What Type Of Middle Position Tone Do You Prefer?

Classicplayer

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Being that I am such a Jimmy Page fan, I would say I really go for that middle position he obtained on his #1 Les Paul. I know that I'll never get close with my own Les Paul's, but love the concept of that bright scratchy and thin sounding tone he developed. I have decided to adjust pickup heights to take advantage of both my Classic's low “saxophone-like” resonant tone on the 3 bottom wound strings and the top strings for as bright as I can get them. The bridge is just the opposite. As bright as I can on the unwound and as much twang as possible on the bottom wound strings. It's certainly not Pagey sounding, but versatile in all 3 switch positions.

Now, what is your formula for adjusting your own Les Paul's pickups to take advantage of your Lester's tone qualities or idiosyncrasies?


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smk506

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I find bridge pickups to be a bit harder to dial in generally. I’ll usually shoot for a sound I like out of the bridge, balance the neck to match output wise, then reassess from there.

That gives me 3 usable sounds with a flip of a switch, keeps the volumes close inline with each other and makes it easy to dial in a little more bridge/neck in the middle as I want.
 

Classicplayer

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Sounds like a good plan to me. Did you keep the stock wiring intact?

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Frethead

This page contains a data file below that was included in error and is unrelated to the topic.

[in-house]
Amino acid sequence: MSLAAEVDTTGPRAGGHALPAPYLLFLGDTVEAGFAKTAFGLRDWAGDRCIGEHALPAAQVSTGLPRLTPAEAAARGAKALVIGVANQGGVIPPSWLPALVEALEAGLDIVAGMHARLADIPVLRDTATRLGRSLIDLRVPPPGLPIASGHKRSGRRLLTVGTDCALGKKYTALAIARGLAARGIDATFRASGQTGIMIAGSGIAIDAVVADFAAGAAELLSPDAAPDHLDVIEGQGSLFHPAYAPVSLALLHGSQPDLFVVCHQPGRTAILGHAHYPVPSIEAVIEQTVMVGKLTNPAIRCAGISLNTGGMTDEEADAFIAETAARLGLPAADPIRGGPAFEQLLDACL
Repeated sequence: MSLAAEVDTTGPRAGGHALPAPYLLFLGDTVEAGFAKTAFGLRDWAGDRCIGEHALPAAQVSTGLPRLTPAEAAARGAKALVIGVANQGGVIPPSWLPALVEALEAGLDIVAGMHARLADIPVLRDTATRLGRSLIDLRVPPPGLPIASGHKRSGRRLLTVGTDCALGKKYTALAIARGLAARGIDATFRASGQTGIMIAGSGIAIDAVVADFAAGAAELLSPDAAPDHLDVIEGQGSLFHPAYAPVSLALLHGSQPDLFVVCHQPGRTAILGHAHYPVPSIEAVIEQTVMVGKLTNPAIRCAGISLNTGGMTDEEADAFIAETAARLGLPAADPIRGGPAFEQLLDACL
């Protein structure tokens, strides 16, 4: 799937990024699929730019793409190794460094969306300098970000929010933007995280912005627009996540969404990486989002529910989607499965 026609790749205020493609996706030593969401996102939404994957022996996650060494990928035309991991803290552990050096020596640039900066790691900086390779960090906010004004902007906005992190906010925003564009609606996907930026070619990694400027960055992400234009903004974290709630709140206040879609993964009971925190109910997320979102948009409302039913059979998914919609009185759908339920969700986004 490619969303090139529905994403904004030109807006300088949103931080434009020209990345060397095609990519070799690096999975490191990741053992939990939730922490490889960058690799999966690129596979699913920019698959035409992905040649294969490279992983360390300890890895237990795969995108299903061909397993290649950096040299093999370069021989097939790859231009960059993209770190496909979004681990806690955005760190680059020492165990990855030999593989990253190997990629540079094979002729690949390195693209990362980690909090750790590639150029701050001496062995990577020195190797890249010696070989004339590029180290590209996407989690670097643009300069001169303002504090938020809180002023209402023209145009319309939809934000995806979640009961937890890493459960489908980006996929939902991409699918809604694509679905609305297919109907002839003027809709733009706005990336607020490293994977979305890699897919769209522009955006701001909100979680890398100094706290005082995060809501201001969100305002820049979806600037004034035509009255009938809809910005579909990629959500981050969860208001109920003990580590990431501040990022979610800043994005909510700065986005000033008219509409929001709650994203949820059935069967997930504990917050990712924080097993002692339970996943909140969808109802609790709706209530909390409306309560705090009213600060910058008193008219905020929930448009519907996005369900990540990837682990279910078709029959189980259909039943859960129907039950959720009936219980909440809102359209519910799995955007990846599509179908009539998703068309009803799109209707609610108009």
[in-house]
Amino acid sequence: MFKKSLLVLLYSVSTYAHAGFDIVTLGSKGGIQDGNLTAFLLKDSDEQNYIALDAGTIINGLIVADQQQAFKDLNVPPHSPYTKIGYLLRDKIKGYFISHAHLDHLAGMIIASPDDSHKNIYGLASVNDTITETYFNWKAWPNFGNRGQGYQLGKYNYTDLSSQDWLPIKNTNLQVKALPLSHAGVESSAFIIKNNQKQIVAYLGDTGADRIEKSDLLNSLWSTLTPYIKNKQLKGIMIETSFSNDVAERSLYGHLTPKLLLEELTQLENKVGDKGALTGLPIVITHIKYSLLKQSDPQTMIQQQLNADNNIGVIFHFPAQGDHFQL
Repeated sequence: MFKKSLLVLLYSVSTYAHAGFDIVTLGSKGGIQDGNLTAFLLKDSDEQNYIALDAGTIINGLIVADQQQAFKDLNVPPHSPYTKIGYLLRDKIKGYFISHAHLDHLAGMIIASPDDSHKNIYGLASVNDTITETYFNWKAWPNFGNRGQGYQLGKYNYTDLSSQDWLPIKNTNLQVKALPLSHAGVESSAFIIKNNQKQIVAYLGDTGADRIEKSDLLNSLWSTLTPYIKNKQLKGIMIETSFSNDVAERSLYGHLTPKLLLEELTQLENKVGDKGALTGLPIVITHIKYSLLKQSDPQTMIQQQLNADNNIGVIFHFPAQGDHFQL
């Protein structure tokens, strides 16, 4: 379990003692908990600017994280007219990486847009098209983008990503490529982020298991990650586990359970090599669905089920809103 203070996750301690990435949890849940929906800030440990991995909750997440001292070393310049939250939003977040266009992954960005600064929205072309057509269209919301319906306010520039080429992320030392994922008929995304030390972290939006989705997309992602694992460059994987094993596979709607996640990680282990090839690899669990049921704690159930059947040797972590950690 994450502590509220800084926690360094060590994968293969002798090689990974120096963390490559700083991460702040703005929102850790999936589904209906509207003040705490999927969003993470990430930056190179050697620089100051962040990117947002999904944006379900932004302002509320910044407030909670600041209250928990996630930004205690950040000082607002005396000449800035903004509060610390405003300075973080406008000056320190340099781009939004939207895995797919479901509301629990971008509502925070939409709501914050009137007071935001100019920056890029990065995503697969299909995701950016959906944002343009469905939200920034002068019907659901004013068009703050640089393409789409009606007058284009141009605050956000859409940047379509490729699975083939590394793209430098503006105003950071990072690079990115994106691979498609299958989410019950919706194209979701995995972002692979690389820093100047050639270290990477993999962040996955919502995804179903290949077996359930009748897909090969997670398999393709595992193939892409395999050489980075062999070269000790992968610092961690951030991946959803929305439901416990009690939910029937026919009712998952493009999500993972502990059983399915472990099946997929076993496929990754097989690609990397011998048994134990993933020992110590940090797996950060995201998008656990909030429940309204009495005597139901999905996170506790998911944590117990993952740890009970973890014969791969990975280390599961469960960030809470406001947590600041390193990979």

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Check out the JPPost72 pickups by Rewind if you really want to get that Pagey middle position sound. Those pups nail that sound better than anything else I've come across
 

Michael Matyas

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I like to roll off both tones and volumes to about five for rhythm playing. For solos it's everything on 10, or for a softer sound like Duane Allman on "Dreams," I'd drop the bridge volume to 5 and leave everything else on 10.
 

Saiko

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If I am playing clean, both pickups at the same level. I might be in the minority but I love the middle position in a humbucker-equipped Les Paul for clean tones.

Dirty, I have the volume rolled down about 75% on the neck pickup. So (depending on the amp) if the bridge is at 10, the neck is at 7. Bridge at 7, neck at 5. Etc.

Tone controls vary but I typically have both somewhere in the 6 to 8 range.
 
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ARandall

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James from ReWind does 2 incredible Page sets......but as mentioned the quack from the Post 72 set with the T-top clone in the bridge will just be a bit more pronounced.